Visionaries’ Vessel ID System

Imagine, as an F&I or other marine industry professional, having access to a nationwide database of recreational boats through a link on your desktop computer (or PDA for that matter).

Within the 17 million or so records are details that can expedite a decision on making a loan or extending insurance to a consumer, whether to take a pre-owned boat in trade, identify an outstanding yard bill unpaid by a previous owner, or verify that an outboard motor attached to a particular boat is the property of the boat owner. Bottom line: better, faster decisions with increased security for all involved parties.

Having these and other details would be a boon to lenders, dealers and brokers, insurance agents, and anyone else providing service to boating consumers. The data could provide new boat manufacturers, marketers, boat listing providers and industry analysts with information on the chain of ownership events that occurred with a particular boat, the geographic movement of boats and prolific demographic information that they yearn for. In addition, state and federal government agencies would have necessary law enforcement and security data to identify and track troublemakers.

Is it a dream? No. But to become reality, or for certain portions of the data to become available to the marine community, action is needed now. The timing is such because the U.S. Coast Guard, which is charged with development of a recreational Vessel Identification System, is moving to bring together all state boat registration records in a single place. The primary impetus is to enhance Homeland Security. They believe a searchable database will help them identify a boat that might be on a terrorist mission, much like the U.S.S. Cole disaster, or aiming to torch a harbor-based liquid natural gas terminal.

That is a lofty and worthwhile goal for law enforcement, but the history of Congress’ intentions for VIS suggests many other uses for such a national boat database. Language in the law (P.L. 100-710 which created Chapter 125 of Title 46 U.S.C.) directed the Secretary (when passed, the Coast Guard was under the jurisdiction of the Department of Transportation) to make the registration data available to the states first. It then clarified that the Secretary “may make available information in the system to others, under conditions the Secretary may prescribe.”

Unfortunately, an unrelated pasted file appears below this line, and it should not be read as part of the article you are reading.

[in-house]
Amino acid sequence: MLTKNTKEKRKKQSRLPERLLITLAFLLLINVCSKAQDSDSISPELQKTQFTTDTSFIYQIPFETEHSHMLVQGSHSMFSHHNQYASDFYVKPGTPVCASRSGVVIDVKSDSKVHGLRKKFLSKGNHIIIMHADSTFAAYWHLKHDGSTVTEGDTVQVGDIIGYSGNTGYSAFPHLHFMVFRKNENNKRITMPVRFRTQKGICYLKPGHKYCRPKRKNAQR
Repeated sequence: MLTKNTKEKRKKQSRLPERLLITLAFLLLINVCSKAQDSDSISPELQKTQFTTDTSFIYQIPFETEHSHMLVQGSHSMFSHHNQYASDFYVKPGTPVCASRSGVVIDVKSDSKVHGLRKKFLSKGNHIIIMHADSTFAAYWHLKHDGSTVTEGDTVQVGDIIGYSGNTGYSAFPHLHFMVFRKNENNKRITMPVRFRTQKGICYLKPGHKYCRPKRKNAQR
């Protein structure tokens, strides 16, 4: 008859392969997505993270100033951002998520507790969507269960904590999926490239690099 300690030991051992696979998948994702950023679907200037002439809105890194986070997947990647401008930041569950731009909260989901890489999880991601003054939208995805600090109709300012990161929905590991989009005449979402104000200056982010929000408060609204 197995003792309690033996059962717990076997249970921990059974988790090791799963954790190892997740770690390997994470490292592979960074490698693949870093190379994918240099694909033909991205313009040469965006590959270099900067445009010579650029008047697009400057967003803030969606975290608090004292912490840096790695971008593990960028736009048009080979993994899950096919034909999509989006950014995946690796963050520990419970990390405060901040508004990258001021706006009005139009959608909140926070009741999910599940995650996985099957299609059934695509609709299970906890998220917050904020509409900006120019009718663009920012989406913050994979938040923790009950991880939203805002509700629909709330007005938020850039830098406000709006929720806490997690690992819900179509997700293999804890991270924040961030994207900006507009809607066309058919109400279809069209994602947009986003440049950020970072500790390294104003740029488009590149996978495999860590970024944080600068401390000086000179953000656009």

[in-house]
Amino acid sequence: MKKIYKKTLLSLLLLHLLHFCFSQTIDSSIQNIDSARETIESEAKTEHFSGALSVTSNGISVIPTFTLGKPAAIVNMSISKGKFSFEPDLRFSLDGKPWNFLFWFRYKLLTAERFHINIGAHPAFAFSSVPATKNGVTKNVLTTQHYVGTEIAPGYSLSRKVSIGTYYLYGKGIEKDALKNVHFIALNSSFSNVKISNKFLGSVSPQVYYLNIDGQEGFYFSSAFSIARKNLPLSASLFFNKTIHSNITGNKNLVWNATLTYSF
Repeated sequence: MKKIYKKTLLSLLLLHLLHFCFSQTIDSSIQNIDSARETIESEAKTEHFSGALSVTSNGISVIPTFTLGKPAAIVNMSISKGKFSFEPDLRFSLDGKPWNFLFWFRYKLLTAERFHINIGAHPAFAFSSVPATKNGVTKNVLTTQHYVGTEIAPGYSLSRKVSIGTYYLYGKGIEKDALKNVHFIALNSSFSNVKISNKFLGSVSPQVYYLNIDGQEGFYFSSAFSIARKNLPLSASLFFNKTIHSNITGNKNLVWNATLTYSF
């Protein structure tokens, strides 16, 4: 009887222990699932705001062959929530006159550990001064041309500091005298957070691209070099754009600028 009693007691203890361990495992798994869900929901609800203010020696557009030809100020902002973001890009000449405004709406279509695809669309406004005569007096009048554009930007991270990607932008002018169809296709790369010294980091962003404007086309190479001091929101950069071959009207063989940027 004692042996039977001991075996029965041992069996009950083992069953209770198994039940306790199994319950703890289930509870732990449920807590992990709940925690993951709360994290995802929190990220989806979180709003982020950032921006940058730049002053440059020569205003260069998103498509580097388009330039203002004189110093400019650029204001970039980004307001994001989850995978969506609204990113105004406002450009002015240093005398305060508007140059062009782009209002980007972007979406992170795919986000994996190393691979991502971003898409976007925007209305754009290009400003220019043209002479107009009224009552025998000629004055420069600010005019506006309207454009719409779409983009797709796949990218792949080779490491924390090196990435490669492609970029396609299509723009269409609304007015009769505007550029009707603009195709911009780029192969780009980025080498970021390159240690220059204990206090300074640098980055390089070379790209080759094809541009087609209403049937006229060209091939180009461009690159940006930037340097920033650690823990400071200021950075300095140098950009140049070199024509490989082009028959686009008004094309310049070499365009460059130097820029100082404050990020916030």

Congressional authors (members of the Coast Guard & Maritime Transportation Committee) were explicit in their goals for the use of VIS data: “However, the Committee firmly expects that information will be made available through computer terminals in satellite offices or direct computer access by modem. In this manner, boating organizations or financial or documentation services could retrieve data without paper transactions for a fee.”

When features of VIS were being identified and in attempts to design a working prototype, it was a great collaboration of well-meaning volunteers from the marine and lending industries, state boating law agents, admiralty attorneys, Coast Guard personnel who worked with the states and those responsible for the Documented Vessel data center, and providers of data services. Perhaps they tried to build too much into the system, but the benefits were visionary and continue to have high value today.

Participants from the original collaborative group should be reconnecting and establishing a focus to assist in the enabling of VIS. They should be thinking of ways to inject useful information into the system. Lenders, for example, should consider offering to populate records with information on outstanding loans. Marinas and yards might provide details on outstanding liens. New boat builders could offer HIN numbers to initiate records as product moves out of the plant and heads for retailers.

Incorporation and management of disparate databases – and related costs – have always been a stumbling block for VIS. A Government Accounting Office report issued in 2002 basically said the effort to establish the system had failed and funds were squandered. But the benefit of national security has afforded VIS a priceless dimension since it was first envisioned more than 15 years ago. Significant strides have also been made in data management over that period, so some of the difficulties of merging useful information into one neat place have likely been reduced over time.

VIS will be invaluable if it gives federal and state authorities the information they need to thwart a single terrorist plan. It can also be a remarkable repository of recreational boating data to expedite and secure boating transactions that help tens of millions of Americans get on the water to briefly escape their fears of a terrorized world or other daily cares.

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